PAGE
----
News-Press Editorial: Lawsuit based on revenge should end with ruling

A ruling made this week by the state attorney general's office — an action required to protect elected officials against frivolous lawsuits — disallowed a suit that sought to remove Frank Quintero from his seat on the City Council.

Sean Brady, the attorney for Glendale residents John Rando and Mariano Rodas, maintains they are solely interested in forcing the city to uphold a 30-year-old provision that prevents council members from being employed by the city for two years after leaving office. Their complaint centers on the appointment of Quintero, whose most recent elected term ended in April, to the seat that had been held by Rafi Manoukian, who resigned his council seat after bring elected city treasurer last spring.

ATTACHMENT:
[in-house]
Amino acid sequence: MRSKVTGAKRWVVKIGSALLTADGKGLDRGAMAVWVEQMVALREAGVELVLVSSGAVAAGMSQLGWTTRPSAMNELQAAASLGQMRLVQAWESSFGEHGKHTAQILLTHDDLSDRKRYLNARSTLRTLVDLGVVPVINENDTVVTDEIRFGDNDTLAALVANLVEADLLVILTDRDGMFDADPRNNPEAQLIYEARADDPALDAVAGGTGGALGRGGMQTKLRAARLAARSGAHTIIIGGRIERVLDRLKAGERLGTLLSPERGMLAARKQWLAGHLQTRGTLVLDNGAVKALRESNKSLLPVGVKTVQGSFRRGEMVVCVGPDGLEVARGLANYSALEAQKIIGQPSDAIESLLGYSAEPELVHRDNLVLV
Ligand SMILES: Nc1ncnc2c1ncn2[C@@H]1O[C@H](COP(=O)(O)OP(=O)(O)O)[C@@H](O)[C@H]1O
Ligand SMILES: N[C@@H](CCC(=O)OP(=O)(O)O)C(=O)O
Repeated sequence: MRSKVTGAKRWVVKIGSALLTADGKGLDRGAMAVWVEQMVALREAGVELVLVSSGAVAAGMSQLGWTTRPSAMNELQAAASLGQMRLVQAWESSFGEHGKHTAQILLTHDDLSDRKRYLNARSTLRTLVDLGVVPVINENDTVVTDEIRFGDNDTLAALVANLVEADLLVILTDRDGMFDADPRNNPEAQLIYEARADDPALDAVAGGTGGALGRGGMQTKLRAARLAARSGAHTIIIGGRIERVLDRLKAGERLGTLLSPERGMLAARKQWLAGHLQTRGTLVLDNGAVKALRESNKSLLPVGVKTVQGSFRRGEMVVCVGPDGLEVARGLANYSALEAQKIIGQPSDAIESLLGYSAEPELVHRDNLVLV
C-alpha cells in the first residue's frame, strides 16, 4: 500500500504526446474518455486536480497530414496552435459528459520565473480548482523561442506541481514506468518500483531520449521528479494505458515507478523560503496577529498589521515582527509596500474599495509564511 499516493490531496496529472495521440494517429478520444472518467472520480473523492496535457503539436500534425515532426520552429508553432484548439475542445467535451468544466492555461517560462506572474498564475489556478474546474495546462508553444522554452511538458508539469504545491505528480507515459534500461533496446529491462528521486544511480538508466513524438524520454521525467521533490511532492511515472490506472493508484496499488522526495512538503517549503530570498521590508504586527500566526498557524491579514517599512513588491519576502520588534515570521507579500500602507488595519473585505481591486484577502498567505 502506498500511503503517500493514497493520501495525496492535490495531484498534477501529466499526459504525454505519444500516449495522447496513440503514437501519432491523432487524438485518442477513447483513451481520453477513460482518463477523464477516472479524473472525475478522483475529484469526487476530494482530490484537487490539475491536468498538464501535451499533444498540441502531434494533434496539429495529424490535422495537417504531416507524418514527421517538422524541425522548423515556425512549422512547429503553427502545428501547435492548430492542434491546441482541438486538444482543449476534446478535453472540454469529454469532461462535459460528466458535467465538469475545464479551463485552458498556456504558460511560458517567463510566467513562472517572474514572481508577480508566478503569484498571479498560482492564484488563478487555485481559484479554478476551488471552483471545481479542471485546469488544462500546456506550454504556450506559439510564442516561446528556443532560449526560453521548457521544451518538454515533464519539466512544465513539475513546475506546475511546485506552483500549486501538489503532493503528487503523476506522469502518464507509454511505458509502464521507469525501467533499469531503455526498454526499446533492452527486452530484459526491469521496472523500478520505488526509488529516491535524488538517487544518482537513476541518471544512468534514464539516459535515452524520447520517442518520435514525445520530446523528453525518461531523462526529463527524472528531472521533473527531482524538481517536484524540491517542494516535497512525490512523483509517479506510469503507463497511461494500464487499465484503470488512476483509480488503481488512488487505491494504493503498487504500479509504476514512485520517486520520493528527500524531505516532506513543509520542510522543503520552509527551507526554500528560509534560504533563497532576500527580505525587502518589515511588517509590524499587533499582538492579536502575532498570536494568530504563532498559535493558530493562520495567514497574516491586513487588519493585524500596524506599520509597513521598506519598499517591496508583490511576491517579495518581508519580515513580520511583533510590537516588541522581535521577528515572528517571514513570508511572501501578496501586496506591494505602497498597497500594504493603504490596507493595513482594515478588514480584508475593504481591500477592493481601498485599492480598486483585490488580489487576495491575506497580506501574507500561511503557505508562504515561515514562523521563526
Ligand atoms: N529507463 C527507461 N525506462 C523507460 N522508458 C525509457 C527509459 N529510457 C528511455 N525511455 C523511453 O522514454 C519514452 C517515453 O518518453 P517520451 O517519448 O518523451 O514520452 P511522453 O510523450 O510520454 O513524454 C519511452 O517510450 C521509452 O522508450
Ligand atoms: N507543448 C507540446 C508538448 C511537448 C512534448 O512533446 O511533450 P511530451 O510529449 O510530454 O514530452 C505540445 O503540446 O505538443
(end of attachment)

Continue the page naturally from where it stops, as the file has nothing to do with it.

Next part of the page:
Brady says he will seek a reversal of this week's ruling, claiming it was wrong and based on politics. What Brady does not say is that Quintero's presence on the council was problematic for Rando, Rodas, the National Rifle Assn. and the operator of the Glendale Gun Show because Quintero this spring voted in favor of banning the show from city-owned property. Rando and Rodas fought against the ban; Brady threatened a lawsuit if the council banned the show. "This ordinance, in the way it's drafted … will necessarily require litigation," he told the council in March.

The News-Press' editorial stance against the gun show ban still stands, but we find completely disingenuous Brady's claim that Rando and Rodas' desire to go forward with a suit against Quintero has nothing to do with the gun show and everything to do with making sure the city follows its own rules. In truth, it's nothing more than retaliation for a vote that didn't go their way. We hope they'll reconsider any appeal and let the matter drop.

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